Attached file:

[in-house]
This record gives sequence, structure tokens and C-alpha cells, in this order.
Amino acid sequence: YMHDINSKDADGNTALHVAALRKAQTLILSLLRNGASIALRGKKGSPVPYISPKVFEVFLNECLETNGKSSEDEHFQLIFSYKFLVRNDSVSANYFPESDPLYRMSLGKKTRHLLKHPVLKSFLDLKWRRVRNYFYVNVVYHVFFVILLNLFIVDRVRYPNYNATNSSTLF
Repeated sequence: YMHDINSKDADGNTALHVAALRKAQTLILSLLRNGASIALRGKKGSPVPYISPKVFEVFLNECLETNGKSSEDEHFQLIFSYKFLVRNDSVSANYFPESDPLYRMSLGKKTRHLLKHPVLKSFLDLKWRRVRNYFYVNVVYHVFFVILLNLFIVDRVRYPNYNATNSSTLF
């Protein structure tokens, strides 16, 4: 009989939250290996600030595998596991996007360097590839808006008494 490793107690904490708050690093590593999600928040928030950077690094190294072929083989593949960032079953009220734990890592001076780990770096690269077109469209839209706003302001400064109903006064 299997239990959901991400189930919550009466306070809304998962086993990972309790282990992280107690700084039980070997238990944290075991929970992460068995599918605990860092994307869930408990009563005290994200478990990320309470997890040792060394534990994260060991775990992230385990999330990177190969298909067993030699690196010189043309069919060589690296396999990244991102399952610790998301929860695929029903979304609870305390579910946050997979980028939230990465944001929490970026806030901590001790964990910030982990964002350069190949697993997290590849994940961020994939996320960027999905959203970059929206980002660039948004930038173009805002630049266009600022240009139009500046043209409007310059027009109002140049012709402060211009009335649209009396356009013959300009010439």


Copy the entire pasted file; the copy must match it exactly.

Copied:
[in-house]
This record gives sequence, structure tokens and C-alpha cells, in this order.
Amino acid sequence: YMHDINSKDADGNTALHVAALRKAQTLILSLLRNGASIALRGKKGSPVPYISPKVFEVFLNECLETNGKSSEDEHFQLIFSYKFLVRNDSVSANYFPESDPLYRMSLGKKTRHLLKHPVLKSFLDLKWRRVRNYFYVNVVYHVFFVILLNLFIVDRVRYPNYNATNSSTLF
Repeated sequence: YMHDINSKDADGNTALHVAALRKAQTLILSLLRNGASIALRGKKGSPVPYISPKVFEVFLNECLETNGKSSEDEHFQLIFSYKFLVRNDSVSANYFPESDPLYRMSLGKKTRHLLKHPVLKSFLDLKWRRVRNYFYVNVVYHVFFVILLNLFIVDRVRYPNYNATNSSTLF
């Protein structure tokens, strides 16, 4: 009989939250290996600030595998596991996007360097590839808006008494 490793107690904490708050690093590593999600928040928030950077690094190294072929083989593949960032079953009220734990890592001076780990770096690269077109469209839209706003302001400064109903006064 299997239990959901991400189930919550009466306070809304998962086993990972309790282990992280107690700084039980070997238990944290075991929970992460068995599918605990860092994307869930408990009563005290994200478990990320309470997890040792060394534990994260060991775990992230385990999330990177190969298909067993030699690196010189043309069919060589690296396999990244991102399952610790998301929860695929029903979304609870305390579910946050997979980028939230990465944001929490970026806030901590001790964990910030982990964002350069190949697993997290590849994940961020994939996320960027999905959203970059929206980002660039948004930038173009805002630049266009600022240009139009500046043209409007310059027009109002140049012709402060211009009335649209009396356009013959300009010439």